Realistic Building in Public for Introverted Founders

Realistic Building in Public for Introverted Founders

As an introverted entrepreneur or creator, sharing your work and process in public can be challenging. Many of us tend to hunker down and focus on our products or projects, often to the exclusion of building an audience or engaging with potential customers or clients.

But sharing your work and process in public has many benefits that can significantly impact the success of your business or creative venture. It can help to build credibility and trust with your audience, gather valuable feedback and insights, and even lead to new opportunities and collaborations.

If you struggle with sharing your work and process in public, here are some tips that can help:

Reframing Why We Do This

I consider myself to be an introvert. I’ve been reclusive and inward-focused all my life. But this might not be immediately apparent when you see me and my work on Twitter. In fact, you might think that I am quite an outgoing and extroverted person, basking in public conversations and playfully interacting with thousands of others.

Well, it wasn’t always like that — and it certainly does not look like this all the time.

I recognized that my introversion is strongest when I am forced into social interactions centered on topics I don’t care about. Send me to a party, and I’ll probably be uncomfortable. But throw me into a JavaScript meetup, and I’ll happily spend four hours with my fellow nerds.

Once I realized that I figured out how to apply this to my public work as an entrepreneur. I don’t need to be an extrovert at all to build in public. I just need to surround myself with my fellow nerds. Other entrepreneurs. The kind of people that care about the same things I do. People who’d read the same books, listen to the same podcasts, and think about the same problems.

In short, I reframed my audience from a nebulous mass of strangers into a relatable group of my fellow business builders. This was all internal; nothing changed about the people I wanted to (or did already) serve. But making it about connecting with like-minded founders who are on the same journey as I was as well as prospective customers and clients who cared about the same things that mattered to me.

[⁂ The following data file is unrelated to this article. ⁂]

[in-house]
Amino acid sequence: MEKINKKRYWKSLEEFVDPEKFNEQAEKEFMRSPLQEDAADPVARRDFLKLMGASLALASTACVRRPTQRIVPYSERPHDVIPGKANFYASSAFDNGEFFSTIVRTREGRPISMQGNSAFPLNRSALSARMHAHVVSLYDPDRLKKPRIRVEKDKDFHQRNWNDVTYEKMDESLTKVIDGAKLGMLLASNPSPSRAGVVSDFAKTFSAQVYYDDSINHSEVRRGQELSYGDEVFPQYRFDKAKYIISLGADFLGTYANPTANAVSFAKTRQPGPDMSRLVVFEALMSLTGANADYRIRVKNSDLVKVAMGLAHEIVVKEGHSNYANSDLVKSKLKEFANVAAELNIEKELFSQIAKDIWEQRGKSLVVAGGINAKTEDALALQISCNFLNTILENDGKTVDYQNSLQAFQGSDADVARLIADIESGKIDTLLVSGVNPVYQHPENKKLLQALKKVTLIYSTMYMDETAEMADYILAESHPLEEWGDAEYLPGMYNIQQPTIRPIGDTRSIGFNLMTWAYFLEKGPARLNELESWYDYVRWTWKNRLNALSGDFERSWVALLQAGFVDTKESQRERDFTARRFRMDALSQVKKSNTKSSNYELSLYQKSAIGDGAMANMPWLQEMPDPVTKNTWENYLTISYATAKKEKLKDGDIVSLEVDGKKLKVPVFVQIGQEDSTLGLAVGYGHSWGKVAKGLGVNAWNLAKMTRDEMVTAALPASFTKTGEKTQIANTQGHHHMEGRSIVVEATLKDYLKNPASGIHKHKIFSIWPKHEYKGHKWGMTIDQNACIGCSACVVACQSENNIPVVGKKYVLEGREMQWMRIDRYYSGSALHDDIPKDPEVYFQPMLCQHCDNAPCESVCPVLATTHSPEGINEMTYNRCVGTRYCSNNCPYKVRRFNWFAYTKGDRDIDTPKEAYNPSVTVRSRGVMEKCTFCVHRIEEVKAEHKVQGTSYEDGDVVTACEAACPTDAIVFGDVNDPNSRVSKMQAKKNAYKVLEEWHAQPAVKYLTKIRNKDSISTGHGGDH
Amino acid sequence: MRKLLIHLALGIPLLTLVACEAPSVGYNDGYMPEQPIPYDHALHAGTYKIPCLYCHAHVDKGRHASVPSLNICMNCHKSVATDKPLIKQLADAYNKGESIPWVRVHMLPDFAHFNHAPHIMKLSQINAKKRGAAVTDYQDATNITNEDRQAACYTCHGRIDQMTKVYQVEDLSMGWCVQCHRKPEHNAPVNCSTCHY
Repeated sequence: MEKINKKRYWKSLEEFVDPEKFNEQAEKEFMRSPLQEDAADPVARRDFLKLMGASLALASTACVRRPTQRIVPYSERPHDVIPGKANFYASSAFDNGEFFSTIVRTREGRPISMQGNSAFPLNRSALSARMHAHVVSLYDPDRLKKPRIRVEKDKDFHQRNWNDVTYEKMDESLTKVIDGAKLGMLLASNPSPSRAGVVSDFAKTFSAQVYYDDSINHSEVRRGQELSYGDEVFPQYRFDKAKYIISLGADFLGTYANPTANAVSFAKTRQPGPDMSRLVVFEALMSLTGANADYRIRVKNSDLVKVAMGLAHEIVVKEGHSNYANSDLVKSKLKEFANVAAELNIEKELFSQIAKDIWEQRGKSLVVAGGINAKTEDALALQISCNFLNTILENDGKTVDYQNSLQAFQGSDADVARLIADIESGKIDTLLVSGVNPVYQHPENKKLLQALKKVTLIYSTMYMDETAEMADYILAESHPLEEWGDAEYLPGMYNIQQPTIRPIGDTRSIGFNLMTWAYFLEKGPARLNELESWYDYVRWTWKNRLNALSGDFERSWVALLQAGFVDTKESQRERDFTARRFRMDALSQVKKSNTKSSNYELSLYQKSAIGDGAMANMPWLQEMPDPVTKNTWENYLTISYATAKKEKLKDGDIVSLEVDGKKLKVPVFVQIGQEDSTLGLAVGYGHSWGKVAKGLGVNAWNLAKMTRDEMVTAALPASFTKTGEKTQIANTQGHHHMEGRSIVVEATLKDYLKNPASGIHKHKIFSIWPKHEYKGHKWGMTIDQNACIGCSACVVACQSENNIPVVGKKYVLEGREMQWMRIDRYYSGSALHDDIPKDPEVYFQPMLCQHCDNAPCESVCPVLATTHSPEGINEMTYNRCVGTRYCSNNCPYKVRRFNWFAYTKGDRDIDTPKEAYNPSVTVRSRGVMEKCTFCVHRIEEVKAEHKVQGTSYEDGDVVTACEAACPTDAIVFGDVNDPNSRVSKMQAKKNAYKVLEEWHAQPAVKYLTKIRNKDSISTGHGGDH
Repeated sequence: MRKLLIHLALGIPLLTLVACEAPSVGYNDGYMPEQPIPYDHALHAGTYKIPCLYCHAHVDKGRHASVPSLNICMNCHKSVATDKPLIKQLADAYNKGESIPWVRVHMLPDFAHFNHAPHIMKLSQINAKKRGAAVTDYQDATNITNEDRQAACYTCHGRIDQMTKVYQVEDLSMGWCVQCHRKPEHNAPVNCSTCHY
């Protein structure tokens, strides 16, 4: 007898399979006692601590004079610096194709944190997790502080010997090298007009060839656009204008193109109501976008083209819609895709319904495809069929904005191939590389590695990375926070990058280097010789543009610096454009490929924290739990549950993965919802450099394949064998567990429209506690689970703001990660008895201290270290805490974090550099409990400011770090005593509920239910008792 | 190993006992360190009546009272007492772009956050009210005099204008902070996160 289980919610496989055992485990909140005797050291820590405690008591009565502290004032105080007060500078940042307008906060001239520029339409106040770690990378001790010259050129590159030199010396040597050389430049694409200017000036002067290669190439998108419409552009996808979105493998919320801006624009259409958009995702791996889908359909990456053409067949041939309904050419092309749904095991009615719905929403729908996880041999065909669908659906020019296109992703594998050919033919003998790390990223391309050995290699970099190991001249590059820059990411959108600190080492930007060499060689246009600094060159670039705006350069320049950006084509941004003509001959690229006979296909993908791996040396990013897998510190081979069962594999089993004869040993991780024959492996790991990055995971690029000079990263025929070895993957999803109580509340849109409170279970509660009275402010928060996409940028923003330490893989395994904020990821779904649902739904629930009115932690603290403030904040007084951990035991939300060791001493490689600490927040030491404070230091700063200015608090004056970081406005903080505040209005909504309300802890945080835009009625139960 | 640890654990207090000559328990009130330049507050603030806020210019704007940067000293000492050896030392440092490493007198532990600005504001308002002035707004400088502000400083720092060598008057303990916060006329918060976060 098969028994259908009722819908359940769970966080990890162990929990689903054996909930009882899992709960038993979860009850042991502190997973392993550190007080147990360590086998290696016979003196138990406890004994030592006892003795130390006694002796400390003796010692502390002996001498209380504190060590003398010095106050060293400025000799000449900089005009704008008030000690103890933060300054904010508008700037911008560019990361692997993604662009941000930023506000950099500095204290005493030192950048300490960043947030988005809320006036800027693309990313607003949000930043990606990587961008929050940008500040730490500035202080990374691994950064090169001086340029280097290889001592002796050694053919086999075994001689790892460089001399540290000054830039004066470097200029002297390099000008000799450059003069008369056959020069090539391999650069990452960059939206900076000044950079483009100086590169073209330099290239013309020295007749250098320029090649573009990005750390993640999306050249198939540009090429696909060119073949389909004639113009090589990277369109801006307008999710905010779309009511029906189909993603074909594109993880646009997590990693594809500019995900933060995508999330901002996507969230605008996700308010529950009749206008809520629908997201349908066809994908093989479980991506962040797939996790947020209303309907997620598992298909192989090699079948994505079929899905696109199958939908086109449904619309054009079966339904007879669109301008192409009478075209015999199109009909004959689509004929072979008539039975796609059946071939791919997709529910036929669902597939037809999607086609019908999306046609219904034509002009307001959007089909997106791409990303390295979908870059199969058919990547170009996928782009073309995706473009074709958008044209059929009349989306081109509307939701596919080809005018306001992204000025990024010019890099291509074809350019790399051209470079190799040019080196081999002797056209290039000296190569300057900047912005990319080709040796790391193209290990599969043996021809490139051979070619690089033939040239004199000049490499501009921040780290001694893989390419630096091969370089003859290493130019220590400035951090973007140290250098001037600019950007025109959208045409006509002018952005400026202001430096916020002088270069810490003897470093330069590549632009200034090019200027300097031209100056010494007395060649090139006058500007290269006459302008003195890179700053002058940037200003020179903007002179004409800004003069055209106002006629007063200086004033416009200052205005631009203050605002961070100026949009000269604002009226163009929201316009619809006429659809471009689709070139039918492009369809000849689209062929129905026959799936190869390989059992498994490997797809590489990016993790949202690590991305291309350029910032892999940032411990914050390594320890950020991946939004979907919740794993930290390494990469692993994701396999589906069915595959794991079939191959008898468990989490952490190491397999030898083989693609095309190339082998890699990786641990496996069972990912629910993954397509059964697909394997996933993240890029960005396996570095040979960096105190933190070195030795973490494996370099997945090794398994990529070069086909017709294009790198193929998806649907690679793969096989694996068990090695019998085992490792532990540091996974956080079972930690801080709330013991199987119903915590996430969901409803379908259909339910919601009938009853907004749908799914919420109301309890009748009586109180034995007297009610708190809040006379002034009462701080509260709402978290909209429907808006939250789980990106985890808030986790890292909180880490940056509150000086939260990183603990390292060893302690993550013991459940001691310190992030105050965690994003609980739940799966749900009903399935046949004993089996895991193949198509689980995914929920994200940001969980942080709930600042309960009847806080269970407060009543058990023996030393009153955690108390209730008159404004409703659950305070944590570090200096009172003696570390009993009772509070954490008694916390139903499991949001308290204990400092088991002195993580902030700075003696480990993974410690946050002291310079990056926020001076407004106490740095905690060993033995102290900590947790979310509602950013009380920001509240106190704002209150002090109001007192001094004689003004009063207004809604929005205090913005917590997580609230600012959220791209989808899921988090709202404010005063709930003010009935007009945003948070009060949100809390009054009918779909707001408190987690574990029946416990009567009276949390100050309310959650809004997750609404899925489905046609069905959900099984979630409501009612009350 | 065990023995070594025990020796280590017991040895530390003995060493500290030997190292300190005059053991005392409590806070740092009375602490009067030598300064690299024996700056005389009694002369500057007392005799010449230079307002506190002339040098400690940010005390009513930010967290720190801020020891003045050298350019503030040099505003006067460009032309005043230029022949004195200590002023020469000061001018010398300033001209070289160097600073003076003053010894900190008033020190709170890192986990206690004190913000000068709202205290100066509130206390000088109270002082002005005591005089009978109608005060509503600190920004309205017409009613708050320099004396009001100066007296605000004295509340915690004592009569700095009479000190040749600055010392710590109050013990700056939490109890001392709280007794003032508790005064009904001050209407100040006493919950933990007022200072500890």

And this made it so much easier to ignore all the vanity metrics that people tend to focus on.

It’s not about how many connections you have. It’s about the depth of the connections you make and the impact you have on others. If you have something to share, others’ lives will be better if you make them aware of it.

With that reframe, it becomes more of a public service than an anxiety-inducing act. In the context of building in public, this means, first and foremost, sharing content that is relevant and valuable to your audience rather than just promoting your products or services.

Don’t get me wrong: talking about your work is always self-promotion. But it doesn’t have to be selfish. You can practice selfless self-promotion: if you focus on building relationships and connections with your audience rather than just trying to sell to them, you will naturally have to give them something useful and meaningful without asking for anything in return. Eventual reciprocity is real: humans can only take so much until they feel they have to give back.

And hey, if being kind and helpful makes people want to support and pay you, that’s awesome. Most people don’t have to act to be kind and empathetic — particularly not around our fellow niche interest nerds. We build trust in our communities by being helpful, courteous, and supportive.

Slow and Steady

And fortunately, this doesn’t have to happen all at once. In fact, it can’t happen overnight. Trust is slowly built and quickly lost. If you, ever the introvert, turn the extroversion crank to eleven from one day to another, people will wonder just how authentic you and your work truly are.